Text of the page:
The paddlesports industry has been taking fire on all sides in the 18-month-old trade war, but one segment of the paddling business has finally caught a break. Certain inflatable kayaks, canoes and paddles have been excluded from a list of Chinese imports subject to tariffs, according to the Office of the U.S. Trade Representative (USTR). The exemptions come thanks to petitions filed by Sea Eagle boats, with the strong backing of the National Marine Manufacturers Association (NMMA).
“We filed our applications in the first 90 minutes after the exclusions website opened up in June,” says Sea Eagle co-owner John Hoge. “Consumer inflatable kayaks are not produced domestically, so we could make a good case that tariffs could only hurt American jobs.”
The feds agreed, issuing on August 7 tariff exemptions for inflatable kayaks and paddles. These exclusions are hard to come by. The USTR has received approximately 60,000 applications for exclusions to the so-called Section 301 tariffs on $250 million in Chinese imports, and has approved just 437 to date.
The exclusions are good for one year from the August 7 announcement date, and are retroactive to the date the tariffs took effect last September. That means Sea Eagle and other companies can recover the tariffs they’ve paid over the past year. All they have to do is ask, and cut through a forest of red tape. While the government makes it easy to pay customs fees—importers give them an account number and they help themselves to the money—refunds are another matter.
“There’s a lot of paperwork, and you have to pay a customs broker has to do most of it,” Hoge says. “It’s painful to pay money to get your own money back.”
What’s Exempt From The Trade War Tariffs?
The tariff exemptions include “kayak paddles, double ended, with shafts of aluminum and blades of fiberglass reinforced nylon,” and “inflatable kayaks and canoes, with over 20 gauge polyvinyl chloride (PVC), each valued at $500 or less and weighing not over 22 kilograms.”
Both products are staples for Sea Eagle and many of its competitors, Hoge says. “I know that other people in the industry are going to benefit from this, and I think that’s great. We will compete based on our products and our service and our design.”
Other Chinese paddlesports products remain subject to tariffs, including hardshell kayaks and canoes, now subject to a 25 percent tariff set to increase to 30 percent on October 15. Because there’s a strong U.S. manufacturing base for hardshell kayaks and canoes, those products don’t meet the requirements for tariff relief. American-made boats exported to the European Union are subject to a 25 percent tariff imposed in June 2018 in retaliation for U.S. duties on steel and aluminum.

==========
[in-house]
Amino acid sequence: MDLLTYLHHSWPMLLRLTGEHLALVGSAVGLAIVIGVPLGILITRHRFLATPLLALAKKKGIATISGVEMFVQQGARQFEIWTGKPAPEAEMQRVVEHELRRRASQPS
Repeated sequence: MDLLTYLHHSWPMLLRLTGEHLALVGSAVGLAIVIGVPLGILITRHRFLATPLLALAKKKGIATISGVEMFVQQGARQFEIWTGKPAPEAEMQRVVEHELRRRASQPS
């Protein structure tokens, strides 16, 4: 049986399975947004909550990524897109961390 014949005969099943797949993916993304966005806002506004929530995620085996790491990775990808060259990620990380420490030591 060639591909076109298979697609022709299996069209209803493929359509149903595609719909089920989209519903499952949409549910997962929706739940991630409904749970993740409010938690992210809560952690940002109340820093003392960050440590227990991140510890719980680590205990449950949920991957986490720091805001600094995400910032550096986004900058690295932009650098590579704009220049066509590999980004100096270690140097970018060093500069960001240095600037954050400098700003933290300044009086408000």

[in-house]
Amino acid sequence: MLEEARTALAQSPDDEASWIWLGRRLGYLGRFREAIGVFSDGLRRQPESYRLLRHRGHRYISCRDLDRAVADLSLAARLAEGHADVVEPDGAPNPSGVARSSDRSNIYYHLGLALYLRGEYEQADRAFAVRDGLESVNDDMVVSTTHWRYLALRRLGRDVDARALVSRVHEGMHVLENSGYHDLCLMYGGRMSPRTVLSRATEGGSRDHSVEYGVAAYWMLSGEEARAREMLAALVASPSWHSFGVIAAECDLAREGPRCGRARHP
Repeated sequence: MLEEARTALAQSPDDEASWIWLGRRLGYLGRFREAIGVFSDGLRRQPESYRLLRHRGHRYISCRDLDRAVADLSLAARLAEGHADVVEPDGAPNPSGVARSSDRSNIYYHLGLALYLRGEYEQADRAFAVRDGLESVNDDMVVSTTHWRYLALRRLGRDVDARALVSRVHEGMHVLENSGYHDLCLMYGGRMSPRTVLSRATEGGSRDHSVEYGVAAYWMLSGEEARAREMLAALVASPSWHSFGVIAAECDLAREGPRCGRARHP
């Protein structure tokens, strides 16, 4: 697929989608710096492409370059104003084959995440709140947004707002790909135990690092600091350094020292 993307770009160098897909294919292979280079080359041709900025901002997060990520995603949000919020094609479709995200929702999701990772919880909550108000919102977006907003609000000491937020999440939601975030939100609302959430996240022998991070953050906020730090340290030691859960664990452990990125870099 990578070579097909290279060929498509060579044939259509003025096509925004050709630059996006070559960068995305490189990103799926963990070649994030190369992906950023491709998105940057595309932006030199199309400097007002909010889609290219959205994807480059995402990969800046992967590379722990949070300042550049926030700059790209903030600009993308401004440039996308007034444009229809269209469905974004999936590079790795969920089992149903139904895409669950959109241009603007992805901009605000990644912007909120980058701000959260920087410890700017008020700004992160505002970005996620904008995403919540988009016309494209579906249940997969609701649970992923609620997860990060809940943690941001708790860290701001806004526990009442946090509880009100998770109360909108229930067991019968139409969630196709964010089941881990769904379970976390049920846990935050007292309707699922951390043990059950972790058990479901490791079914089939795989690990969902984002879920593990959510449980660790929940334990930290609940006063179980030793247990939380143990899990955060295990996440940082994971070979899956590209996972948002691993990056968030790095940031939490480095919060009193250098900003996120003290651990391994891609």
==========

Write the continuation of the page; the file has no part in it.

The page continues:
The Trump administration’s newly announced List 4 tariffs on an additional $300 billion in Chinese imports target a host of paddlesports products, from kayak pedal drives to standup paddleboards and even life jackets. The tariff on these items currently stands at 15 percent.
Hoge says he’ll apply for List 4 exclusions as soon as the process opens. The USTR has not said when that will be, but tariff watchers expect an announcement in the next few weeks.
Hoge is optimistic that inflatable SUPs could receive an exemption for the same reason kayaks did. They’re not made in the United States and never have been, nor are they part of China’s long-term strategic plan. “I doubt [Chinese President] Xi Jinping knows what a kayak or standup paddleboard is,” Hoge says.
The Bigger Safety Concern With Life Jacket Tariffs
The life jacket tariff is no laughing matter, however. According to U.S. Coast Guard data, more than 80 percent of drowning victims in the United States last year were not wearing life jackets. If tariffs drive up the cost of life jackets, fewer paddlers and boaters will use them.
In a USTR hearing in June, Life Jacket Association President Jason Leggatt testified that tariffs could push boaters to purchase cheaper life jackets that are less effective and less comfortable—and therefore less likely to actually be worn.
“We know, without a doubt, that 80 percent of people that drown or perish in a boating accident were not wearing a life jacket,” he said. “Highly wearable devices are the ones that save lives, and the tariffs would harm those products even more than lower cost items.”
Eighty percent of life jackets sold in the United States are made in China. There’s no U.S. life jacket industry to speak of, and other producing countries lack the capacity and expertise to rapidly fill the gap.
A tariff on life jackets won’t create American jobs, but it will likely cost lives.
“I think it’s terrible that government would do something to discourage purchases of vital safety equipment,” Hoge says. “I think everyone in the industry should be calling their congressmen and senators to ask them to support safety and remove PFDs from the tariff list.”